• Do not use medicated pads to treat corns, calluses, or warts on the feet, as these pads can cause ulcers; instead, speak to a professional about removal.
  • Test bath water with your fingers instead of stepping in it; if your feet lack sensation, they may get burned by water that is too hot.
It is important to note that if you have had an ulcer previously, it is very common to get more. You should follow the tips above and consider decreasing pressure on your feet by trying to walk less (try non-weight bearing exercise, such as swimming, cycling, or rowing), getting cushioned shoes (your insurance may pay for them), and considering changing to a job that does not require much walking or standing.

Additionally, smoking can worsen blood flow, further slowing down healing. It is very important to make sure that you keep your blood sugar under tight control, as elevated blood glucose actually reduces the body's ability to fight infection and slows down wound healing.
When to Seek Medical Care
People can develop peripheral neuropathy without even being aware of it, so it is important for diabetics to be examined by their doctor every 6 months. The doctor will use a special test, called a monofilament test, to assess the sensation on the bottoms of your feet.

All ulcers should receive treatment. Also see your health care provider if you feel a lack of sensation in your feet, there is any discoloration, pain, swelling, redness, oozing, or fever.

Neurogenic ulcers can lead to amputation if care is delayed, so it is important to be seen by your physician as soon as possible.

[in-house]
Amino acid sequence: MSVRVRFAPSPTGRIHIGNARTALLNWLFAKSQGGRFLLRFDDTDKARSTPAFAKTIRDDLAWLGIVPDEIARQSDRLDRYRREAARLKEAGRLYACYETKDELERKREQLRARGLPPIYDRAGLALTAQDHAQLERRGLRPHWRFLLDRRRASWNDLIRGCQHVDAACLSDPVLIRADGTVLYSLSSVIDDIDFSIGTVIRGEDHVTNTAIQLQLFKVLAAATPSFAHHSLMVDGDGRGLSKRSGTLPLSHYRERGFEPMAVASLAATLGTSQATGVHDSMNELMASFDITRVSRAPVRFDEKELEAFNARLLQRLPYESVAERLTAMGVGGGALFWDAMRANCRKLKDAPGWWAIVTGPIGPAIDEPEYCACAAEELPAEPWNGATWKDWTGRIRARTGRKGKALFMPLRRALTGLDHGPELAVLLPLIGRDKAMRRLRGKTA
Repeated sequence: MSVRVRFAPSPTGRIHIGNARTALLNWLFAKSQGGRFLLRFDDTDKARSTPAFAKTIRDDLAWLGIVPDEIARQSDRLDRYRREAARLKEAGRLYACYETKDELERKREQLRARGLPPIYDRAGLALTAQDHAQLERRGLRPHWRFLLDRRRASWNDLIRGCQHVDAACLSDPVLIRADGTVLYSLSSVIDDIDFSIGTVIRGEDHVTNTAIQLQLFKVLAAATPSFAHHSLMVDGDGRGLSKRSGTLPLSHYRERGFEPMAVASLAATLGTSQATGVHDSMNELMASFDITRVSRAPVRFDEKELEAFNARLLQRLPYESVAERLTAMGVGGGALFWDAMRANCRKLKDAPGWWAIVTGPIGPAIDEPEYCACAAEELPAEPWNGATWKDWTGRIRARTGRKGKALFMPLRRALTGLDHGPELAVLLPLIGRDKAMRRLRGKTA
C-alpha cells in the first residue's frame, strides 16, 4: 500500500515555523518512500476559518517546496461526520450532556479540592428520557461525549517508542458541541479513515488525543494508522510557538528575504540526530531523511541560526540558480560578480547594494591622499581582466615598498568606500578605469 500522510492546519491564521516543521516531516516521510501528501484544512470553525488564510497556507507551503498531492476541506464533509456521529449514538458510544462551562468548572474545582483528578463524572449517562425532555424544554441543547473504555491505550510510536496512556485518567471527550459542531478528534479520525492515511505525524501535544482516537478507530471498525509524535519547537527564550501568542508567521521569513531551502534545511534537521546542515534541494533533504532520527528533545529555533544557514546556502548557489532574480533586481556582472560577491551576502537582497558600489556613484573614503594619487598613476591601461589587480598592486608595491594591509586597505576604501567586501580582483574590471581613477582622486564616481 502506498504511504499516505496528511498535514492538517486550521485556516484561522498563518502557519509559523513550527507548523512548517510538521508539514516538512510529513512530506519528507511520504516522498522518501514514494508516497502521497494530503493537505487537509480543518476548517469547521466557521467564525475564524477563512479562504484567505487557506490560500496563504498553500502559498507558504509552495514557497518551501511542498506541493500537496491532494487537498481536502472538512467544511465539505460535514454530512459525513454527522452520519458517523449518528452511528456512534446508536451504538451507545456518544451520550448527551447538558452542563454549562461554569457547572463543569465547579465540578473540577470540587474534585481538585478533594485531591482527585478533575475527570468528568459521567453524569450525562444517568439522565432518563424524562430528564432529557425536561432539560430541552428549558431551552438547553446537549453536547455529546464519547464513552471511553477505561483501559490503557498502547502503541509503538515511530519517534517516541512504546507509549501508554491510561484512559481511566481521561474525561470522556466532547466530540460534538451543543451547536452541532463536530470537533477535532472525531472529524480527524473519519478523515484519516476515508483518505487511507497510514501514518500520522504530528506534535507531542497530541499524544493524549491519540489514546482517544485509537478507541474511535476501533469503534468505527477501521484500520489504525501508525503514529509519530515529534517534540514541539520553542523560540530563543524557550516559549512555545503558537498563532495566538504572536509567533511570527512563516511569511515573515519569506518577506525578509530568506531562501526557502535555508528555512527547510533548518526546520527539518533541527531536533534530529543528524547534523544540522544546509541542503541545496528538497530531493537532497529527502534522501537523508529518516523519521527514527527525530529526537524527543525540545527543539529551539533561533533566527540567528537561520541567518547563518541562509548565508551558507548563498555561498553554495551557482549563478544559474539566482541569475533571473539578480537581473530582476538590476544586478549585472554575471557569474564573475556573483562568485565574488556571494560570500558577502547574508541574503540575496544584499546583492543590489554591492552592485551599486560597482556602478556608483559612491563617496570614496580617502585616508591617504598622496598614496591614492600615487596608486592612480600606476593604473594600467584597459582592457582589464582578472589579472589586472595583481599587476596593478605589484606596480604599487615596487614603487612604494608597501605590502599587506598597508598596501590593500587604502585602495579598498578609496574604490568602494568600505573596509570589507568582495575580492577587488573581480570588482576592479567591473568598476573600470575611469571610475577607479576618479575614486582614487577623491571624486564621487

Treatments Your Physician May Prescribe
In the case of a new ulcer, your doctor may want to take an X-ray of the area to make sure that there is no infection (osteomyelitis), fracture of the bone, or foreign objects lodged in the ulcer, as you may not feel them. Next, the doctor will likely remove any dead tissue with a scalpel (débride) from the area, revealing healthy skin. While this will actually make the ulcer larger in size and cause bleeding, it is important to have healthy tissue exposed for faster and cleaner healing. This will likely be done in the operating room, under anesthesia. After the surgery, be sure to follow proper instructions on wound care, making sure to apply any medications and dressings as directed.

Your doctor may send a sample of skin or fluid for bacterial culture and start you on oral antibiotics. It is very important to follow up with your doctor as scheduled: neurogenic ulcers can worsen very quickly and need to be closely monitored. Make sure to call your doctor if you experience any of the following: redness of the area, red streaking up the leg, drainage of the area, pain, foul odor, rising blood glucose, or swelling or redness of the top of the foot.

Your doctor may have you wear a special cast that will allow you to continue to be mobile but take pressure off the area. There are also medications that use growth factors to stimulate wound healing that your doctor may prescribe.



References

Levin ME: Pathogenesis and general management of foot lesions in the diabetic patient. Levin and O'Neal's The Diabetic Foot.

Bowker JH, Pfeifer MA (eds). St. Louis, CV Mosby, 6th Ed, 2001, pp 219-260
Last Updated: 22 Dec 2008